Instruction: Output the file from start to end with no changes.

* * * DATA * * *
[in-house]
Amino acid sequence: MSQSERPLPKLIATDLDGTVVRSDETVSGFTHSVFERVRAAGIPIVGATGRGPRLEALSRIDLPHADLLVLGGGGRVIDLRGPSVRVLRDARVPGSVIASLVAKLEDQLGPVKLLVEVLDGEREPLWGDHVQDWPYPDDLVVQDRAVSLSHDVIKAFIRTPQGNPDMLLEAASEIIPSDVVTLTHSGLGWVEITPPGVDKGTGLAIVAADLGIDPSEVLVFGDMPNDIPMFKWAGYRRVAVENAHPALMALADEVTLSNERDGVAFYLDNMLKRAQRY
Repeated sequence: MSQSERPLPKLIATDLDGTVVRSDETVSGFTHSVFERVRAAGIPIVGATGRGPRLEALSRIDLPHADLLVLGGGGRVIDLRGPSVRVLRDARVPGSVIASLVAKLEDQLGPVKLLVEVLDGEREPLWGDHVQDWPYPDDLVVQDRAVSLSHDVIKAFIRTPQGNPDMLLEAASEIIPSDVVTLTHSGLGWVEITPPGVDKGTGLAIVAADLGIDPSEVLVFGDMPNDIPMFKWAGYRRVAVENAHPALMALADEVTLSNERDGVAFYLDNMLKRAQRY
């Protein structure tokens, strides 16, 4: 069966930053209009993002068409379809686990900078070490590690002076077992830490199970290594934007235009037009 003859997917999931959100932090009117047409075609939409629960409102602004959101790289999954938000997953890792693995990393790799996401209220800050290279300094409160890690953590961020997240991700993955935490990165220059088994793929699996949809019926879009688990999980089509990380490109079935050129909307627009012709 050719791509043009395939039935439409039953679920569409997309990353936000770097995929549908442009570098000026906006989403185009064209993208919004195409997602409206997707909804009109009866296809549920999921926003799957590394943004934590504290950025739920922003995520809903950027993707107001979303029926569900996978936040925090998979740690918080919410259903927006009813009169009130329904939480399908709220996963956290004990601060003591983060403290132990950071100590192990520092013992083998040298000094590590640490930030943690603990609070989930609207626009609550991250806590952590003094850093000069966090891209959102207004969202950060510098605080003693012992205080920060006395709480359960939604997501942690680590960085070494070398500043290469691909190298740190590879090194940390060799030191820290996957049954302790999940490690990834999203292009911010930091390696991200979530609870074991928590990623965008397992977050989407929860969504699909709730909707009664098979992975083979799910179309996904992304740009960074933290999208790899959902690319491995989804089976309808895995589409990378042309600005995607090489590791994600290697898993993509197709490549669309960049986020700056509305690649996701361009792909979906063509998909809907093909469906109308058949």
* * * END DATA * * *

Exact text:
[in-house]
Amino acid sequence: MSQSERPLPKLIATDLDGTVVRSDETVSGFTHSVFERVRAAGIPIVGATGRGPRLEALSRIDLPHADLLVLGGGGRVIDLRGPSVRVLRDARVPGSVIASLVAKLEDQLGPVKLLVEVLDGEREPLWGDHVQDWPYPDDLVVQDRAVSLSHDVIKAFIRTPQGNPDMLLEAASEIIPSDVVTLTHSGLGWVEITPPGVDKGTGLAIVAADLGIDPSEVLVFGDMPNDIPMFKWAGYRRVAVENAHPALMALADEVTLSNERDGVAFYLDNMLKRAQRY
Repeated sequence: MSQSERPLPKLIATDLDGTVVRSDETVSGFTHSVFERVRAAGIPIVGATGRGPRLEALSRIDLPHADLLVLGGGGRVIDLRGPSVRVLRDARVPGSVIASLVAKLEDQLGPVKLLVEVLDGEREPLWGDHVQDWPYPDDLVVQDRAVSLSHDVIKAFIRTPQGNPDMLLEAASEIIPSDVVTLTHSGLGWVEITPPGVDKGTGLAIVAADLGIDPSEVLVFGDMPNDIPMFKWAGYRRVAVENAHPALMALADEVTLSNERDGVAFYLDNMLKRAQRY
């Protein structure tokens, strides 16, 4: 069966930053209009993002068409379809686990900078070490590690002076077992830490199970290594934007235009037009 003859997917999931959100932090009117047409075609939409629960409102602004959101790289999954938000997953890792693995990393790799996401209220800050290279300094409160890690953590961020997240991700993955935490990165220059088994793929699996949809019926879009688990999980089509990380490109079935050129909307627009012709 050719791509043009395939039935439409039953679920569409997309990353936000770097995929549908442009570098000026906006989403185009064209993208919004195409997602409206997707909804009109009866296809549920999921926003799957590394943004934590504290950025739920922003995520809903950027993707107001979303029926569900996978936040925090998979740690918080919410259903927006009813009169009130329904939480399908709220996963956290004990601060003591983060403290132990950071100590192990520092013992083998040298000094590590640490930030943690603990609070989930609207626009609550991250806590952590003094850093000069966090891209959102207004969202950060510098605080003693012992205080920060006395709480359960939604997501942690680590960085070494070398500043290469691909190298740190590879090194940390060799030191820290996957049954302790999940490690990834999203292009911010930091390696991200979530609870074991928590990623965008397992977050989407929860969504699909709730909707009664098979992975083979799910179309996904992304740009960074933290999208790899959902690319491995989804089976309808895995589409990378042309600005995607090489590791994600290697898993993509197709490549669309960049986020700056509305690649996701361009792909979906063509998909809907093909469906109308058949």